Remote Operated Vehicle (ROV), Marine Water (not referring to a member of the armed services), Freshwater (hint – the opposite of marine), and Marine Protected Area (MPA).
I would like to take a few minutes in each log to talk about some of the different careers that combine to make a success of a cruise such as this. Since I am in a part of the world that is completely different from West Virginia, I thought that a discussion of ocean-related careers might be of special interest to those students interested in the ocean and its surroundings. I spoke earlier about the ROV and how we are using it to successfully complete our mission, so today I will talk about Lance and his career as an ROV operator.
An ROV is an unmanned vehicle that is tethered to the ship by an umbilical, and remotely controlled to perform various tasks. ROVs are used in many ways, both in freshwater and marine environments. ROVs are used for video documentation; for fisheries studies; by geologists to investigate underwater ridges, canyons, and pits; and by oil companies to maintain rigs, install equipment, and clean structures. Lance attended the Florida Institute of Technology for two years and specialized in underwater technology. ROV operators are in high demand and must have a good technical aptitude, possess the ability to troubleshoot, have some electronic skills, and be good at visual spacialization. Video games can provide good practice for some areas of this career. This career provides the opportunity to travel to many parts of the world, learn about a variety of subjects, be near the water, and meet and work with different people.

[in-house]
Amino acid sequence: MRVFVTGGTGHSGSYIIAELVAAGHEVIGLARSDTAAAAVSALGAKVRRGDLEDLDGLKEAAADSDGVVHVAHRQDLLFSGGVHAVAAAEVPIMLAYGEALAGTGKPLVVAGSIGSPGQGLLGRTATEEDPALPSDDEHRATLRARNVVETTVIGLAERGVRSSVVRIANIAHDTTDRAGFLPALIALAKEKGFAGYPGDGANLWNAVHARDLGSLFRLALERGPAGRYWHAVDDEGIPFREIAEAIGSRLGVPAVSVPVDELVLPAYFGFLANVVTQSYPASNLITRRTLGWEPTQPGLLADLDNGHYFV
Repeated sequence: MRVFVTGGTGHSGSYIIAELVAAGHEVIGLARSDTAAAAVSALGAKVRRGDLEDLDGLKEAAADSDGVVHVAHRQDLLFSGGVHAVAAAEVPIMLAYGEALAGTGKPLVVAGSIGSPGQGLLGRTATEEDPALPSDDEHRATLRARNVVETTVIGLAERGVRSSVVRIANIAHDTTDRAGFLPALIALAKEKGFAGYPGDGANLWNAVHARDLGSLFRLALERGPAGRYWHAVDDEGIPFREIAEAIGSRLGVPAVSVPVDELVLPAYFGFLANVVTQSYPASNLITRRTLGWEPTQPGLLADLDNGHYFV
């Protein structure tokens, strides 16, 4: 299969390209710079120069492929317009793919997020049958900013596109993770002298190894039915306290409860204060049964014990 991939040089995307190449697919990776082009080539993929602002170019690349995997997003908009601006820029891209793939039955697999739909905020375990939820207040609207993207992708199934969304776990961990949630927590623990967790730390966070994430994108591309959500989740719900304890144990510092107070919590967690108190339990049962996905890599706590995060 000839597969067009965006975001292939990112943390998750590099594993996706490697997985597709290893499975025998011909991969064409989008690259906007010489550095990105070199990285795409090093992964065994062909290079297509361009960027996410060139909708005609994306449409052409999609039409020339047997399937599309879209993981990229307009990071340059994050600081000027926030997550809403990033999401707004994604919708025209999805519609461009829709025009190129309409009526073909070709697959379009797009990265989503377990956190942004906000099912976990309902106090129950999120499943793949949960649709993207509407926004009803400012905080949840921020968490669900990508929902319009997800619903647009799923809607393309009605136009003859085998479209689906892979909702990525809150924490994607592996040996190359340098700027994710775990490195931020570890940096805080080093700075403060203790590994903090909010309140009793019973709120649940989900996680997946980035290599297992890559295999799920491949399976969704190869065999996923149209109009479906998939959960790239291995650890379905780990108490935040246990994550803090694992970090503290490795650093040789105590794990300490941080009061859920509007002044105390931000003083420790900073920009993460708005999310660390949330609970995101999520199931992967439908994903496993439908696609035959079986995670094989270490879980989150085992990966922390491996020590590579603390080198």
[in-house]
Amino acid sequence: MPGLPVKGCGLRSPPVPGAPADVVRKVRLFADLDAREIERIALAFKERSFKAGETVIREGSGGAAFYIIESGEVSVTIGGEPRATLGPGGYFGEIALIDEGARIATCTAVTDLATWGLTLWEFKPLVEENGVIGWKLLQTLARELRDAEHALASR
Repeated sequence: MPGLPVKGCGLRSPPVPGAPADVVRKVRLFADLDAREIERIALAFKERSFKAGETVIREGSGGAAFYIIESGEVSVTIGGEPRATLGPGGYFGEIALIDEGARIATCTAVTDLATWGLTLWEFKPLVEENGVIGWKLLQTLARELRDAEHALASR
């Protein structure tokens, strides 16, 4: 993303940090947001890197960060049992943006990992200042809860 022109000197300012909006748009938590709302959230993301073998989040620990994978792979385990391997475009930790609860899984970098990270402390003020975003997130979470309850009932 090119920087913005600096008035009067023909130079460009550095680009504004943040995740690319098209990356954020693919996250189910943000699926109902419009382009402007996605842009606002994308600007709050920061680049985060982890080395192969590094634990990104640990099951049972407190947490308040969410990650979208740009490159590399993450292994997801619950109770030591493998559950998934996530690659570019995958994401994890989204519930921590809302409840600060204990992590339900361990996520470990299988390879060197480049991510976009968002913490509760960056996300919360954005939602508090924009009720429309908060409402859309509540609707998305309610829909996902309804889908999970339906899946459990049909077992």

Question of the Day
How can pollution in the Tygart River in Marion County, West Virginia affect fish habitat and populations in the Atlantic Ocean?
I am learning to maneuver on a moving ship, and it’s quite an interesting process. I have learned that I should move slowly rather than quickly and purposefully as I am used to doing. I have also learned to know where hand rails are located and to use them often. When we went to bed on Thursday evening, the ship was still docked but was scheduled to leave at midnight. This means that I awoke on Friday morning to a gently rocking ship and I could not move in the same manner as when I went to bed the night before. I learned this quickly when I hopped out of bed and subsequently staggered across my stateroom. Before I could regain my balance, the ship changed motion and I staggered backward to my original starting point. As I reached the bathroom, hoping to remain quiet for the person sleeping in the adjoining stateroom, I let go of my hold on the door and reached for the bathroom handrail. The door slammed open and before I could grab for it, it changed direction and slammed closed. So much for being quiet! My wet soap bar shot off of the soap dish and across the room three times before I learned to nestle it in a paper towel, and all of my toiletries fell over in the cabinet before I learned to lay them on their sides.
Friday evening was interesting because we were sailing into a tropical depression, and the waves rose to seven feet. This was not pleasant and the 24-hour meclazine tablet I had taken at 9:00 am felt like its effectiveness had expired. I subsequently took another one at 5:00 pm and fell into a deep trancelike state from which I couldn’t awaken until 10:00 pm. I later found that most people on the ship also spent their time lying prone on their bunk beds as this was the safest place to be at that time, so I didn’t feel quite so guilty.
It is now 6:00 pm on Saturday. I have not taken motion sickness meds for more than 24 hours, and it seems that the crew’s prediction that my body would acclimate itself to the motion has come true. I hope this is true and that the six different motion sickness remedies I brought can be taken home and put on my medicine shelf.
Happy Sailing! Lynn